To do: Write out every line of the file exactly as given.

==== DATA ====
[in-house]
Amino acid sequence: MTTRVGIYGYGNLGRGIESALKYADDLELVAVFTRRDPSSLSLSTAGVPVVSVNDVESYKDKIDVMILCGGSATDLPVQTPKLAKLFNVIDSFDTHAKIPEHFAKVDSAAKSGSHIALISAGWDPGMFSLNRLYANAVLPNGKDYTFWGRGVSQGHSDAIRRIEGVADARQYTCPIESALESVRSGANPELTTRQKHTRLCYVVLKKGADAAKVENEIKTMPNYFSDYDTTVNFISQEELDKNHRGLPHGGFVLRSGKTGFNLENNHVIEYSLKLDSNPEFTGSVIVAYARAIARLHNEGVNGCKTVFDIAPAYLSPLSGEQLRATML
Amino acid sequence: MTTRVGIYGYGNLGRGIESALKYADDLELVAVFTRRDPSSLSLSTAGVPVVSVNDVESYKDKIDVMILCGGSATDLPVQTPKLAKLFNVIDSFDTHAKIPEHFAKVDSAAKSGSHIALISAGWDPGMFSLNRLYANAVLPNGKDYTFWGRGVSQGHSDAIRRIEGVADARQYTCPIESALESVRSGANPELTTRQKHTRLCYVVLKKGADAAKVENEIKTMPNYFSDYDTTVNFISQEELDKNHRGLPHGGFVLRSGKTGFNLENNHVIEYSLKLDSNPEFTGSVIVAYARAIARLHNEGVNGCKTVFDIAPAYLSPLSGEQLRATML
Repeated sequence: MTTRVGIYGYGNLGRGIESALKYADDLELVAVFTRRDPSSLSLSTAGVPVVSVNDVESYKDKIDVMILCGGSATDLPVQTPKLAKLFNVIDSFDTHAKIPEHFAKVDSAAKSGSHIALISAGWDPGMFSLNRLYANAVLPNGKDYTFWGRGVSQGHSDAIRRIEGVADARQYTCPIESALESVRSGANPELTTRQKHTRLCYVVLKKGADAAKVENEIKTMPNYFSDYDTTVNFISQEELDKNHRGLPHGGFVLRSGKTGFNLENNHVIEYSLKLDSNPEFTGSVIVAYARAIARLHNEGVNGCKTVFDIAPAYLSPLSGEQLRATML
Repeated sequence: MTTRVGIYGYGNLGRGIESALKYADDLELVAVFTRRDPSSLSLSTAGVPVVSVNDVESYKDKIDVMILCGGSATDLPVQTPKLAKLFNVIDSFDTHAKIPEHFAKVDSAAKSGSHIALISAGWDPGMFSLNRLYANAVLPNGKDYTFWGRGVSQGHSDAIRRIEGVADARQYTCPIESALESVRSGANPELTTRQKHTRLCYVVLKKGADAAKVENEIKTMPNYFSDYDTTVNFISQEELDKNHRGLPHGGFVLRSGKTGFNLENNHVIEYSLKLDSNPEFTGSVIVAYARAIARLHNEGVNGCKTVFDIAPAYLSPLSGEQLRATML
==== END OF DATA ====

[in-house]
Amino acid sequence: MTTRVGIYGYGNLGRGIESALKYADDLELVAVFTRRDPSSLSLSTAGVPVVSVNDVESYKDKIDVMILCGGSATDLPVQTPKLAKLFNVIDSFDTHAKIPEHFAKVDSAAKSGSHIALISAGWDPGMFSLNRLYANAVLPNGKDYTFWGRGVSQGHSDAIRRIEGVADARQYTCPIESALESVRSGANPELTTRQKHTRLCYVVLKKGADAAKVENEIKTMPNYFSDYDTTVNFISQEELDKNHRGLPHGGFVLRSGKTGFNLENNHVIEYSLKLDSNPEFTGSVIVAYARAIARLHNEGVNGCKTVFDIAPAYLSPLSGEQLRATML
Amino acid sequence: MTTRVGIYGYGNLGRGIESALKYADDLELVAVFTRRDPSSLSLSTAGVPVVSVNDVESYKDKIDVMILCGGSATDLPVQTPKLAKLFNVIDSFDTHAKIPEHFAKVDSAAKSGSHIALISAGWDPGMFSLNRLYANAVLPNGKDYTFWGRGVSQGHSDAIRRIEGVADARQYTCPIESALESVRSGANPELTTRQKHTRLCYVVLKKGADAAKVENEIKTMPNYFSDYDTTVNFISQEELDKNHRGLPHGGFVLRSGKTGFNLENNHVIEYSLKLDSNPEFTGSVIVAYARAIARLHNEGVNGCKTVFDIAPAYLSPLSGEQLRATML
Repeated sequence: MTTRVGIYGYGNLGRGIESALKYADDLELVAVFTRRDPSSLSLSTAGVPVVSVNDVESYKDKIDVMILCGGSATDLPVQTPKLAKLFNVIDSFDTHAKIPEHFAKVDSAAKSGSHIALISAGWDPGMFSLNRLYANAVLPNGKDYTFWGRGVSQGHSDAIRRIEGVADARQYTCPIESALESVRSGANPELTTRQKHTRLCYVVLKKGADAAKVENEIKTMPNYFSDYDTTVNFISQEELDKNHRGLPHGGFVLRSGKTGFNLENNHVIEYSLKLDSNPEFTGSVIVAYARAIARLHNEGVNGCKTVFDIAPAYLSPLSGEQLRATML
Repeated sequence: MTTRVGIYGYGNLGRGIESALKYADDLELVAVFTRRDPSSLSLSTAGVPVVSVNDVESYKDKIDVMILCGGSATDLPVQTPKLAKLFNVIDSFDTHAKIPEHFAKVDSAAKSGSHIALISAGWDPGMFSLNRLYANAVLPNGKDYTFWGRGVSQGHSDAIRRIEGVADARQYTCPIESALESVRSGANPELTTRQKHTRLCYVVLKKGADAAKVENEIKTMPNYFSDYDTTVNFISQEELDKNHRGLPHGGFVLRSGKTGFNLENNHVIEYSLKLDSNPEFTGSVIVAYARAIARLHNEGVNGCKTVFDIAPAYLSPLSGEQLRATML